“But I can’t be absolutely certain as to the precise hour,” added witness; “at any rate poor Bolton was strangled after midnight and before three o’clock.”

“That is a wide margin,” grumbled the Coroner, jealous of his brother-practitioner. “Were there any, other wounds on the body?”

“No. You can see for yourself, if you have inspected the corpse.”

The Coroner, thus reproved, glared, and Widow Anne appeared after Robinson retired. She stated, with many sobs, that her son had no enemies and was a good, kind young man. She also related her dream, but this was flouted by the Coroner, who did not believe in the occult. However, the narration of her premonition was listened to with deep interest by those in the court. Widow Anne concluded her evidence by asking how she was to live now that her boy Sid was dead. The Coroner professed himself unable to answer this question, and dismissed her.

Samuel Quass, the landlord of the Sailor’s Rest, was next called. He proved to be a big, burly, red-haired, red-whiskered man, who looked like a sailor. And indeed a few questions elicited the information that he was a retired sea-captain. He gave his evidence gruffly but honestly, and although he kept so shady a public-house, seemed straightforward enough. He told much the same tale as had appeared in the newspapers. In the hotel on that night there was only himself, his wife and two children, and the staff of servants. Bolton retired to bed saying that he might start early for Gartley, and paid one pound to get the case taken across to river and placed on a lorry. As Bolton had vanished next morning, Quass obeyed instructions, with the result which everyone knew. He also stated that he did not know the case contained a mummy.

“What did you think it contained?” asked the Coroner quickly.

“Clothes and curios from foreign parts,” said the witness coolly.

“Did Mr. Bolton tell you so?”

“He told me nothing about the case,” growled the witness, “but he chatted a lot about Malta, which I know well, having put into that port frequent when a sailor.”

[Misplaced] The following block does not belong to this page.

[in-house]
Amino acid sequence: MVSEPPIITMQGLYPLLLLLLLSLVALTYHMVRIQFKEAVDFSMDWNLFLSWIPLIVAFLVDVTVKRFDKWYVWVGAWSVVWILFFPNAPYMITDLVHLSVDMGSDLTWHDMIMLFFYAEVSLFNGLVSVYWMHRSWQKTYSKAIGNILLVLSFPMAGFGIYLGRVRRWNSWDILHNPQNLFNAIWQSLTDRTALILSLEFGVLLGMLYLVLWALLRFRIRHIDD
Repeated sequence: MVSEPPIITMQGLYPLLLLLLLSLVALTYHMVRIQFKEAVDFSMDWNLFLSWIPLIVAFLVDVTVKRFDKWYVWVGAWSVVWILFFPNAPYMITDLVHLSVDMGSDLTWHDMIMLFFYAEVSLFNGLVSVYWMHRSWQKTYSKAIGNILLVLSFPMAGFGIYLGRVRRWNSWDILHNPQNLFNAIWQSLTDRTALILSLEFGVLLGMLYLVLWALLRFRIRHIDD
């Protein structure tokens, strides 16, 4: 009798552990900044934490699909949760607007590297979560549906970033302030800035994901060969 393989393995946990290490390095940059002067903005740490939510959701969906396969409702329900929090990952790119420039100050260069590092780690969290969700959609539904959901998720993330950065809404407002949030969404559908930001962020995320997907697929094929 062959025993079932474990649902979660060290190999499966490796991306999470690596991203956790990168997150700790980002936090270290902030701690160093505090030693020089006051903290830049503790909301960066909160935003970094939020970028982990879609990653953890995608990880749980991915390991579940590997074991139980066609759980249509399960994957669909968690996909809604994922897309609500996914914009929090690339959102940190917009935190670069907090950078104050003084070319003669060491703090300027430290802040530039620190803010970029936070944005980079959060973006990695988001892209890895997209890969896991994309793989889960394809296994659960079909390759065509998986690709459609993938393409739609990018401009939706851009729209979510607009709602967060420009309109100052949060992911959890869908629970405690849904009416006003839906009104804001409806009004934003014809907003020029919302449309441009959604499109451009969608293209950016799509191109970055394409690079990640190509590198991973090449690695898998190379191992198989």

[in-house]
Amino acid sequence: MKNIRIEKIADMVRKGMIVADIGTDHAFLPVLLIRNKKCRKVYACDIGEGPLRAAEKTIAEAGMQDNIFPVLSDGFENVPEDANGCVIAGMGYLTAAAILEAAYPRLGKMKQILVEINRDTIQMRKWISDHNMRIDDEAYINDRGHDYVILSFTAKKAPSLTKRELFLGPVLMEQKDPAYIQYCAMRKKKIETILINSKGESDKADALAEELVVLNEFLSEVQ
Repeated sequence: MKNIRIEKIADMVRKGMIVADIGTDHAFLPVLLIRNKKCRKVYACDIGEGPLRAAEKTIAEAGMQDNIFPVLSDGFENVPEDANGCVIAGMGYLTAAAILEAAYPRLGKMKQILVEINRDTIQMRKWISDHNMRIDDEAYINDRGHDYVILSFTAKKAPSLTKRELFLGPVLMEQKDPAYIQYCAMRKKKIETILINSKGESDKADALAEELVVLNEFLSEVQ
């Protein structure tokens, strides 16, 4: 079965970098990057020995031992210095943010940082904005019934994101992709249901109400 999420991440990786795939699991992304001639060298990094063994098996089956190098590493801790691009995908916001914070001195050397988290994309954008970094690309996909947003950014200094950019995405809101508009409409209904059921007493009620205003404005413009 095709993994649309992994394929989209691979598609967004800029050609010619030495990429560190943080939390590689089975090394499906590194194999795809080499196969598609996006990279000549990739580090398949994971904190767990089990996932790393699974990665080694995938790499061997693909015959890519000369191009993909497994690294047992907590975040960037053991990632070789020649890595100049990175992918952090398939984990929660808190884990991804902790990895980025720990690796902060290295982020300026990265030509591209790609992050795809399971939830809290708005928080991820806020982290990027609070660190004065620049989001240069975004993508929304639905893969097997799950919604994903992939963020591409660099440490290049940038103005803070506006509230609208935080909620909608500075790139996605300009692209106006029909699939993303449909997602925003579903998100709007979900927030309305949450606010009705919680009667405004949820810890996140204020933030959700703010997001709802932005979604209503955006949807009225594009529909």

“Did he hint at any rows taking place at Malta?”

“No, he didn’t.”

“Did he say that he had enemies?”

“No, he didn’t.”

“Did he strike you as a man who was in fear of death?”

“No, he didn’t,” said the witness for the third time. “He seemed happy enough. I never thought for one moment that he was dead until I heard how his body had been found in the packing case.”

The Coroner asked all manner of questions, and so did Inspector Date; but all attempts to incriminate Quass were vain. He was bluff and straightforward, and told — so far as could be judged — everything he knew. There was nothing for it but to dismiss him, and Eliza Flight was called as the last witness.

She also proved to be the most important, as she knew several things which she had not told to her master, or to the reporters, or even to the police. On being asked why she had kept silence, she said that her desire was to obtain any reward that might be offered; but as she had heard that there would be no reward, she was willing to tell what she knew. It was an important piece of evidence.

The girl stated that Bolton had retired to bed at eight on the ground floor, and the bedroom had a window — as marked in the plan — which looked on to the river a stone-throw distant. At nine or a trifle later witness went out to have a few words with her lover. In the darkness she saw that the window was open and that Bolton was talking to an old woman muffled in a shawl. She could not see the woman’s face, nor judge of her stature, as she was stooping down to listen to Bolton. Witness did not take much notice, as she was in a hurry to see her lover. When she returned past the window at ten o’clock it was closed and the light was extinguished, so she thought that Mr. Bolton was asleep.

“But, to tell the truth,” said Eliza Flight, “I never thought anything of the matter at all. It was only after the murder that I saw how important it was I should remember everything.”

“And you have?”

“Yes, sir,” said the girl, honestly enough. “I have told you everything that happened on that night. Next morning —” She hesitated.

“Well, what about next morning?”